ReferencesAustralian Government Department of Education, employment and Workplace Relations (2009). Belonging, Being and Becoming: the early years learning framework for Australia. Canberra: Commonwealth of Australia.Big Rod. (2007) Give me a home amongst the gum trees. Retrieved 21/7/2011 from http://www.youtube.com/watch?v=h85hqvskiCw.Curriculum Council of Western Australia (1998). Curriculum Framework. Osborne Park: Curriculum Council of Western Australia.Fox, M. (2010) Koala lou. Australia: Penguin Aust.Knowles, S. (1990) Edward the emu. Australia: Harper Collins.Kolbe, U. (2005). Its not a bird yet: the drama of drawing. Byron Bay, NSW: Peppinot Press.Kohl, M & Solga, K. (1997). Discovering Great Artists: hands-on art for children in the styles of the great masters. Bellingham WA: Bright Ring Publishing.Videopro10.( 2006) Kookaburra sits in the old gum tree.(Video file). Retrieved14/7/2011 from http://www.youtube.com/watch?v=iygkpxzbVt.8 23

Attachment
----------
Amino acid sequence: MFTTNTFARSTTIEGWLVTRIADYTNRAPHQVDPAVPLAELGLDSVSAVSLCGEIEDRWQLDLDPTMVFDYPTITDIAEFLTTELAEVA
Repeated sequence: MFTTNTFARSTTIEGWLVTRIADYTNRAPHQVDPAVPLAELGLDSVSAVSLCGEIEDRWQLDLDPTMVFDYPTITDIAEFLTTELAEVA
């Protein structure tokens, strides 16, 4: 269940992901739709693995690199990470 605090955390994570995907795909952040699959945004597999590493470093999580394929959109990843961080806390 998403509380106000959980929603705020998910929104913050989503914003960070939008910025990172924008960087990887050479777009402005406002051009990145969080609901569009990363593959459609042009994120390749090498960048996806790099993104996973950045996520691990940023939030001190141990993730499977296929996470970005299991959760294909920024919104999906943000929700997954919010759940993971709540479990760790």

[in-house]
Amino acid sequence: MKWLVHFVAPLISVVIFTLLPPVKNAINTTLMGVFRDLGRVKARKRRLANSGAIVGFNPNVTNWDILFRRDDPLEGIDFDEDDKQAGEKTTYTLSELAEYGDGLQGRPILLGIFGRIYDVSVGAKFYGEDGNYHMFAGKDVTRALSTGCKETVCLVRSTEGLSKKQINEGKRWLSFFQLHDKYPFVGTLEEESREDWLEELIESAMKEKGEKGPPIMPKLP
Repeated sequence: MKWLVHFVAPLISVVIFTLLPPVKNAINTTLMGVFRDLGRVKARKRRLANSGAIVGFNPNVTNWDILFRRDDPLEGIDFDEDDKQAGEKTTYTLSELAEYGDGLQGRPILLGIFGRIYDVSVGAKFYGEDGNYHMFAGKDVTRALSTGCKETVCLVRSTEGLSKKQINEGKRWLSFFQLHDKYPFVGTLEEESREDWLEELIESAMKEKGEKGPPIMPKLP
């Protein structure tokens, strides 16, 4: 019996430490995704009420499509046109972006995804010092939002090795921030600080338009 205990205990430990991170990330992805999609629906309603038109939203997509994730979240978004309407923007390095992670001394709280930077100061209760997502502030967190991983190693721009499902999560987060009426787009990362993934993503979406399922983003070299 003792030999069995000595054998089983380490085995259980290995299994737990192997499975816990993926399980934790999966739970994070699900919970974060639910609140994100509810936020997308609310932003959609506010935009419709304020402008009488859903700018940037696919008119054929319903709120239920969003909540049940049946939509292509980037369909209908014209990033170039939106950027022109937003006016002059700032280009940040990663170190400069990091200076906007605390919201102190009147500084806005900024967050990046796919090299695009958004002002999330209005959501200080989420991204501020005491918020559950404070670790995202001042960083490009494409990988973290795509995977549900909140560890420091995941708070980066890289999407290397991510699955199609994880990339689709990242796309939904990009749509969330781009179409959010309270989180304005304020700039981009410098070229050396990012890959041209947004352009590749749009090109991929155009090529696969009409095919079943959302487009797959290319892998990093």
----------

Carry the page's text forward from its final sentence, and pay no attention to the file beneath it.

References ContinuedMorpurgo, M. (1999) Wombat goes walkabout. Australia: Harper Collins.OzPix (2010). Old man emu John Williamson. Retrieved 16/7/2011 http://youtu.be/dgBv4mDr6AYReyner, A. (2011). Art and Creativity In Early Childhood Education: How art impacts learning. Retrieved: 24-6-2011, from http://artandcreativity.blogspot.com/.Rose, L (nd) How do you make an animal out of clay? Retrieved 25/7/2011 fromhttp://wiki.answers.com/Q/How_do_you_make_a_animal_out_of_clay#ixzz1VTLykAQoRussell-Bowie, D. (2009). MMADD about the arts : An introduction to primary arts education. (2nd ed.). Frenchs Forest, NSW: Pearson Education.Pelo, A. (2007). The Language of Art: Inquiry based studio practices in early childhood settings. St. Paul: Redleaf Press.Prince, E. (2008). Art is Fundamental: Teaching the elements and principles of art in elementary school. Chicago Illinois: Zephyr Press.